The father has been found guilty by the court, and the nephew’s fate is to be decided by a juvenile court. So spare us the sanskari onslaught, Mr Chaudhary. The temple did have all those windows and doors, (and even God, who was tragically a prime witness in the case), but the chargesheet had noted that the victim was drugged and hidden inside the temple: “…they took the girl and kept her inside Devisthan under the table over two Chatayees (plastic Mats) and then covered her with two Darees (cotton thread Mats).”
As for Jangotra, he has been acquitted by the court. Mr Chaudhary was quick to jump on this and claim vindication on his show. He claimed that Zee News had proved that Vishal was in Meerut that day because of footage showing him in an ATM in Meeranpur, Muzzaffarnagar. This, said Chaudhary, led to his acquittal.
In its verdict, however, the court stated that the prosecution did not verify the authenticity of this news report. “No statement of any official of SBI Meeranpur was recorded regarding this. He (Sub Inspector Urfan Wani) further admitted that on confiscating the hard disk pertaining to the ATM of Meeranpur, the said hard disk was never sealed from any magistrate,” the court said.
It’s a pyrrhic victory, Mr Chaudhary. And did you talk about the absurdity and ignorance of the other two questions you asked? No. You let that slide.
Absolutely cuckoo: Madhu Kishwar
With the apostles of lies, cowardice and spins in full sway, how far thou remain, St Cuckoo? Though it tarries, wait for it.
In April 2018, Kishwar had claimed that the Kathua rape is the handiwork of “jehadi” Rohingyas in Jammu. She alleged that the then J&K CM Mehbooba Mufti used the murder as a “counterblast strategy” to deal with Hindu anger over their settlement.
Very likely that family accused of rape have been scapegoated. Murder of #Asifa suspected to be handiwork of jehadi #Rohingyas settled by PDP in Jammu region. Since Jammu people angry at settling criminal Rohingya in Hindu areas, Mehbooba used this murder as counterblast strategy
And then she uncovered the ultimate plot behind the case in a long Twitter thread:
1/n Far more to #Asifa case than media allowing to come out. Just spoke to senior lawyers in Jammu.They are emphatic that they don’t defend the rapist & killer. But pointing to political mischief being played by PDP at behest of Geelani Hurriyat with @RisingKashmir in the lead
9:50 PM – Apr 12, 2018
Twitter Ads info and privacy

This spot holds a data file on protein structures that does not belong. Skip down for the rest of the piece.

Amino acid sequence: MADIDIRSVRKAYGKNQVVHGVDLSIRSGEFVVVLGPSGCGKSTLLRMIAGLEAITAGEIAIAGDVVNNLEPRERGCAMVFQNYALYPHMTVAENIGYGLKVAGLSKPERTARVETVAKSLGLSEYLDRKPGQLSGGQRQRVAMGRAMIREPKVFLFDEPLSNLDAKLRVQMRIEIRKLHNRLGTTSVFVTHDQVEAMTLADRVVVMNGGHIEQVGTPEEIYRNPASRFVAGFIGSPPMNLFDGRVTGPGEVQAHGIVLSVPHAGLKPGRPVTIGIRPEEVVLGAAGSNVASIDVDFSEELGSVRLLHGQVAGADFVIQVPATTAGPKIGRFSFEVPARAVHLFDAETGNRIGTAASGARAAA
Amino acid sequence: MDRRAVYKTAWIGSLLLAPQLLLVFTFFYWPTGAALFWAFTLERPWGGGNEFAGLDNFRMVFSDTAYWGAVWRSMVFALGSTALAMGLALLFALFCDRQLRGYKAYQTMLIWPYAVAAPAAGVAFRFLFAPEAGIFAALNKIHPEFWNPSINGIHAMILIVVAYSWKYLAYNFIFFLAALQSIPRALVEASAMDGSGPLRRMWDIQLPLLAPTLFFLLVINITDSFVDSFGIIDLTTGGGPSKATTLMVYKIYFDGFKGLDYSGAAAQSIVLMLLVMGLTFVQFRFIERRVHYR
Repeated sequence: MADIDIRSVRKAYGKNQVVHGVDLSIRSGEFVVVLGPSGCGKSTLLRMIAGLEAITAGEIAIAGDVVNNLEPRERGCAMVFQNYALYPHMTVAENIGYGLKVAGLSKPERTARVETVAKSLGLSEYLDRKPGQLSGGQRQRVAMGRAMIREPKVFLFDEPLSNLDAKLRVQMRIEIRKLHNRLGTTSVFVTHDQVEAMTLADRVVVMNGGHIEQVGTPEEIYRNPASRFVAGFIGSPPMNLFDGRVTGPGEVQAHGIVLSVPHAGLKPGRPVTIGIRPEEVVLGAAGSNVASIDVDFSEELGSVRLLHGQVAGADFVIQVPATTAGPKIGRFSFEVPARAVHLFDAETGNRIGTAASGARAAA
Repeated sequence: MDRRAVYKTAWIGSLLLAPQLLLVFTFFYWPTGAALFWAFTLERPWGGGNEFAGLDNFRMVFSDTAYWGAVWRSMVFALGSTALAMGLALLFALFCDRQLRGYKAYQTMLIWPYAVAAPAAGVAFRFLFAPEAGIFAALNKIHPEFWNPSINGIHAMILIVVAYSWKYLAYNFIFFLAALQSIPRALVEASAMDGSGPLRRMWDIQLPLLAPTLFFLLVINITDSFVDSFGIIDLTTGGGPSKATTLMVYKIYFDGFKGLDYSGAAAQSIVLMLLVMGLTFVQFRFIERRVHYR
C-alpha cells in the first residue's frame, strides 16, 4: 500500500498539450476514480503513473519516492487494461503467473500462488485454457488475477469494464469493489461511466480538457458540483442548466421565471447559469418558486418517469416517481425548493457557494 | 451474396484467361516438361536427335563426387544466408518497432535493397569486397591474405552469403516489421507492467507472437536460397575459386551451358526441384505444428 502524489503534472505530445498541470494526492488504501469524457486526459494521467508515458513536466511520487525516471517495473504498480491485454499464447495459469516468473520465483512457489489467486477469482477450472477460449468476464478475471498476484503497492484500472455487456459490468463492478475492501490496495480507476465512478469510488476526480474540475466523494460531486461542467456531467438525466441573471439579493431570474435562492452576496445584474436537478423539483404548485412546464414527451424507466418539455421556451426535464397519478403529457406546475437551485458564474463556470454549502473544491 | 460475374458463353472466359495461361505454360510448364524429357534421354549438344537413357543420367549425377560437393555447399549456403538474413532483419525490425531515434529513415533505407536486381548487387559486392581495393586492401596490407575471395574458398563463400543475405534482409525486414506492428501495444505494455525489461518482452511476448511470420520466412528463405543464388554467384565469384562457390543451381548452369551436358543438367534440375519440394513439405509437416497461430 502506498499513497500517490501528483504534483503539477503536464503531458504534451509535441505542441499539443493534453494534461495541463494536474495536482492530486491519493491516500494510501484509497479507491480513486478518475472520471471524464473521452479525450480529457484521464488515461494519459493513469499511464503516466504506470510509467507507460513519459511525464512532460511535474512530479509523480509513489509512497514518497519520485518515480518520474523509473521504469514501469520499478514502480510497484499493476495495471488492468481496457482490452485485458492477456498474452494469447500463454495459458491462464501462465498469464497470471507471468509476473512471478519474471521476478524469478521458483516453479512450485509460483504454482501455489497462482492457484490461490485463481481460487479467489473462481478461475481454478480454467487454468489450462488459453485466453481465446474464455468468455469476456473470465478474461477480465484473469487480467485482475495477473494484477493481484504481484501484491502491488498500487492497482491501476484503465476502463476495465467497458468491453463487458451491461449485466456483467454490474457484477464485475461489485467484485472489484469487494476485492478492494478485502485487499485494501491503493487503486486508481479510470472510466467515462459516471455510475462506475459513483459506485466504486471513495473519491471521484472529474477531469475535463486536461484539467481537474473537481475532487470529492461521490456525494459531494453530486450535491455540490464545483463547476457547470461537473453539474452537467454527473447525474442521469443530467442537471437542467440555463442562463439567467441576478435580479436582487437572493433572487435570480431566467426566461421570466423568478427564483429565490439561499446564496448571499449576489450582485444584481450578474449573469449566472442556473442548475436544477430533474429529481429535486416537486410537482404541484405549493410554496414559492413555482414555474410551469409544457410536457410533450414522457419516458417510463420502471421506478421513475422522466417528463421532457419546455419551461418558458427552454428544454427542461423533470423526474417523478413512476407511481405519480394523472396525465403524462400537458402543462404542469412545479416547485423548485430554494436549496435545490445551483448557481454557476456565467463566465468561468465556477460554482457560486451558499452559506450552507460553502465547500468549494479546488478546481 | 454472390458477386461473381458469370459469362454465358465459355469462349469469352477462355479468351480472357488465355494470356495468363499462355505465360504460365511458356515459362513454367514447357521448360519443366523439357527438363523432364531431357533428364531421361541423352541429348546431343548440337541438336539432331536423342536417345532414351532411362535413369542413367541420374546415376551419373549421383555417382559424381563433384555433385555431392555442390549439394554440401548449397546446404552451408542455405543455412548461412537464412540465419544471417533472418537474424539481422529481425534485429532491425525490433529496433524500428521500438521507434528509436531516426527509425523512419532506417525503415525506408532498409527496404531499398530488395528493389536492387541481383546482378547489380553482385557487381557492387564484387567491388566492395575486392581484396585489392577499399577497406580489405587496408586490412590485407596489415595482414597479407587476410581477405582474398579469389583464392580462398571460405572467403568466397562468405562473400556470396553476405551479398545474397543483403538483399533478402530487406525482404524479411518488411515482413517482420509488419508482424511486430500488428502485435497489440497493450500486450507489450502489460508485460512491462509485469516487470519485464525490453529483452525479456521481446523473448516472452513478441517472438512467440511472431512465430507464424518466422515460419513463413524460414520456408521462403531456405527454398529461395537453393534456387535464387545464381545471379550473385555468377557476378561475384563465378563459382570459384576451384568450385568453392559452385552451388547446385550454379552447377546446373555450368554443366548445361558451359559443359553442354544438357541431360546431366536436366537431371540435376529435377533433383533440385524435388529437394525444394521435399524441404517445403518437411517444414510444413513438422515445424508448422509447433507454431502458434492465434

1,645 people are talking about this
All this bunkum wasn’t just reserved for social media. According to Kashmir Reader, Kishwar travelled to Jammu in April last year to convince the victim’s father that he should defer the case to the CBI, and not the local J&K police.
Recounting the meeting, the father said: “They (Kishwar and her companions) wanted us to go for a CBI investigation. They said, what is the problem with a CBI probe? They (CBI) will do proper investigations into the case. Aapko kya takleef hai (what is your grievance)?
“I told them I don’t want a CBI probe. I am satisfied with the Crime Branch investigations. The government is doing the right thing. Wo doodh ka doodh aur paani ka paani nikalenge (they will bring out the truth).”
Despite Kishwar’s odious efforts, the case was left to the police. When the verdict was announced on Monday, Kishwar’s denial was both calumnious and comic:
Facebook Drowning in Anti-Muslim Hate Speech
By David Gilbert
At the end of February, Facebook launched an ad campaign in the Indian state of Maharashtra that was designed to inform users about resources available to protect against harassment and hate speech.
But instead of informing the public, it enraged them.
Facebook’s mistake: portraying a troll as a member of the lower Dalit caste, an oversight that essentially reinforced ugly stereotypes against the very group that is most discriminated against on its platform. Hundreds of users reported the ad as hate speech, and within a day the ad was removed. But the incident symbolized Facebook’s mounting failures in its biggest market, particularly when it comes to the spread of harassment and hate speech.
In fact, despite Facebook’s efforts, it’s barely made a dent in that department: 93 percent of all hate speech posts reported to Facebook by monitoring group Equality Labs remain on the platform — including content advocating violence, bullying and use of offensive slurs, according to a new report from the South Asian advocacy group, which is dedicated to ending caste-based discrimination, Islamophobia and religious intolerance.
Facebook’s inability to curb hate speech is disproportionately harming India’s Muslim minorities and at times spilling over into real-world violence, according to the report, which draws worrying comparisons between the situation in India and the platform’s failures in Myanmar, where it was used to fuel violence against the Rohingya Muslim minority.
“Facebook has failed its caste, gender, and religious minority users.” Thenmozhi Soundararajan, one of the authors of the report, told VICE News. ”By its own community standards, it has not fulfilled the bare minimum required to ensure that hate speech and disinformation does not become normalized in the platform.”
Facebook has faced near ceaseless criticism at home and abroad for the often-unchecked megaphone it provides to hate mongers and merchants of disinformation. In India, those flaws appear super-charged and directed primarily at one community: Muslims. According to the report: